The Astonishing Ignorance and Dishonesty of Dinesh D’Souza

by Luke Muehlhauser on June 28, 2009 in General Atheism

There are moments in The Office when something I know Steve Carell’s character is about to say or do something so cringingly stupid and awkward that I literally have to pause the video (I only watch TV online) to prepare myself. I shield my eyes and clench my body up and then when he finishes his terrifyingly ignorant act I have to recover with a long groan: “Ohhhhhhhh Goooooooodddddd Nooooooooo…”

I have to do some of the same things to survive the onslaught of stupidity that is Dinesh D’Souza.

dineshI try to avoid writing about Dinesh D’Souza because his existence makes me despair for the human race. But writing a rant against Dinesh is just so damn easy, and all this philosophical writing I’ve been doing makes me tired. So let me shoot an apple in a barrel today.

One of the most vomit-inducing passages of D’Souza’s What’s So Great About Christianity is this:

In sum, the death of Christianity must also mean the gradual extinction of values such as human dignity, the right against torture, and the rights of equal treatment asserted by women, minorities, and the poor. Do we want to give these up also? If we cherish the distinctive ideals of Western civilization, and believe as I do that they have enormously benefited our civilization and our world, then whatever our religious convictions, and even if we have none, we will not rashly try to hack at the religious roots from which they spring.

Dinesh thinks that only Western Christian culture has values of human dignity, a right against torture, and equal rights for women, minorities, and the poor. In one debate, Dinesh also said that Jesus invented the concept of compassion. Woah.

I see two possible explanations for this.

Perhaps Dinesh is just astonishingly ignorant and bigoted. Perhaps he has no knowledge whatever of other cultures. Perhaps he has no idea that human dignity, an aversion to torture, equal rights, and of course compassion can be found in many cultures around the world, including many that preceded Christianity (Jainism, Buddhism, etc.).

This is possible. His ignorance on other topics he claims to have studied is widely attested. For example, Dinesh claims to have studied Islam for 4 years and to have read the Qur’an, but in a debate it was revealed that he didn’t even know how the surahs of the Qur’an are arranged. If you merely skim the Qur’an or read its Wikipedia page, you notice that the surahs are arranged by length: longer ones at the front, shorter ones at the end (just like the letters of Paul in the New Testament).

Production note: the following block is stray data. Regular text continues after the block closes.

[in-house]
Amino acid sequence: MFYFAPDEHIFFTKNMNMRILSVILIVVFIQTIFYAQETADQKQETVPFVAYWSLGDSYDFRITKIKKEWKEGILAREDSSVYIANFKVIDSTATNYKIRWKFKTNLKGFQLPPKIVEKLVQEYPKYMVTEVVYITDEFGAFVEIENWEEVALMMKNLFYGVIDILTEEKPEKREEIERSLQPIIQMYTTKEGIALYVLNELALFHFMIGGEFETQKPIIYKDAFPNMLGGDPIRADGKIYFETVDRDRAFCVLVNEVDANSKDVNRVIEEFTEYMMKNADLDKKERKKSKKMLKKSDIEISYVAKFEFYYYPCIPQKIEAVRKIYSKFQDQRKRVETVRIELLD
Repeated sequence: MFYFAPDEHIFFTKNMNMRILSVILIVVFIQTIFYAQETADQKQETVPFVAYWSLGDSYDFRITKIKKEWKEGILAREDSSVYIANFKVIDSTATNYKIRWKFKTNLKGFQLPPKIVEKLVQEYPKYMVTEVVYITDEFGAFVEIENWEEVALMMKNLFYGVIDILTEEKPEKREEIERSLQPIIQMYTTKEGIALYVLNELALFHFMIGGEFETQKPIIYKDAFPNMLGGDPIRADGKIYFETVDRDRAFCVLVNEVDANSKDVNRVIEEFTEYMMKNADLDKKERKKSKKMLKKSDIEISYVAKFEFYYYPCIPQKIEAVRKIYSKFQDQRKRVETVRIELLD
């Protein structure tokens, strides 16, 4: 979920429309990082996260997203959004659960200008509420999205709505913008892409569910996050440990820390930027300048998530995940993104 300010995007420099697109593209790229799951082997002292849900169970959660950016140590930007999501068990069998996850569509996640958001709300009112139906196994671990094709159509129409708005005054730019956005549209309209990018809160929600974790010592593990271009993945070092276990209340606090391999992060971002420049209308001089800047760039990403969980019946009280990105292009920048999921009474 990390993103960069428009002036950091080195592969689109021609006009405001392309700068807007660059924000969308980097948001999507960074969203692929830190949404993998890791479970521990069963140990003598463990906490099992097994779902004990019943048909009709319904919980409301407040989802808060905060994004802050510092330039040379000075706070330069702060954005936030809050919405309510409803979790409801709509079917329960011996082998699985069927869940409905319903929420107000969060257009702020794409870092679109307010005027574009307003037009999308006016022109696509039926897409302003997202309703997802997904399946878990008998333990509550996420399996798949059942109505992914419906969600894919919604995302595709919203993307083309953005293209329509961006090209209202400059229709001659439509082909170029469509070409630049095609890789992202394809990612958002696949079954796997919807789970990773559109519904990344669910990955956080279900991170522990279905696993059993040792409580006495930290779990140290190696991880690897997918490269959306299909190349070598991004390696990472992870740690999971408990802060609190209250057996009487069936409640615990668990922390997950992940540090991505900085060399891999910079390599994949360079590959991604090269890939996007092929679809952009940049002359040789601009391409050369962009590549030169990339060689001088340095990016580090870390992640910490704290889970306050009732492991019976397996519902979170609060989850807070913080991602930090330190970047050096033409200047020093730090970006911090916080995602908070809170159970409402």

He’s also one of many conservatives who apparently don’t realize The Colbert Report is satire. Appearing as a guest, D’Souza promoted his book The Enemy at Home, where he argues that liberals are responsible for 9/11.

Colbert began by asking:

I’ve been trying to figure this one out for a while. Walk me through it: How did the liberals plan 9/11?

The audience laughed, but D’Souza seems unaware it was a mocking question:

Well first of all, the liberals convinced Jimmy Carter to withdraw support for a valuable ally, the Shah of Iran… and who did we get? Komenini. Instead of a bad guy, we got the worse guy… [And] in the 1990s, the radical Muslims launched a bunch of attacks… President Clinton did absolutely nothing. Bin Laden said, ‘You know what? The United States is a bunch of corwards.’ And that’s why he says he was emboldened to strike on 9/11.

Colbert responds by parodying D’Souza’s position with an absurdity:

But is all the responsibility Carter’s and Clinton’s? Doesn’t some of it lie at FDR’s doorstep?

The audience laughs, but D’Souza takes it seriously:

Indirectly, yes, and here’s why…

The audience explodes with laughter, and Colbert says:

Okay, I can’t wait. Can I guess? Is it because we never got to see him standing up, so America doesn’t stand up for its principles?

D’Souza continues, oblivious:

FDR gave away Eastern Europe, then the Soviet Union invaded Afghanistan, the Muslims had to fight back, that’s where Bin Laden got his start.

Um, yeah…

Dinesh is also astonishingly ignorant of American history. That would be fine, except that he makes significant claims of knowledge about American history. Here’s a clip from What’s So Great About America?

Let’s begin by asking whether the white man was guilty of genocide against the native Indians. As a matter of fact, he was not…

Allan Masri responds:

His extraordinary thesis: The American Indians were wiped out by epidemics, not genocide. But even a cursory reading of American history reveals numerous genocidal events, among them

  • 1637. Puritans massacre 500-600 Pequod Indians at Mystic Fort.
  • 1835. 4,000 Cherokee die during forced march from Carolinas to Oklahoma known as the Trail of Tears.
  • 1864. American Cavalry murders 134 at Sand Creek, Colorado Territory.
  • 1868. American Cavalry murders 103 Cheyenne at Washita.
  • 1890. American Cavalry murders 146 Sioux at Wounded Knee.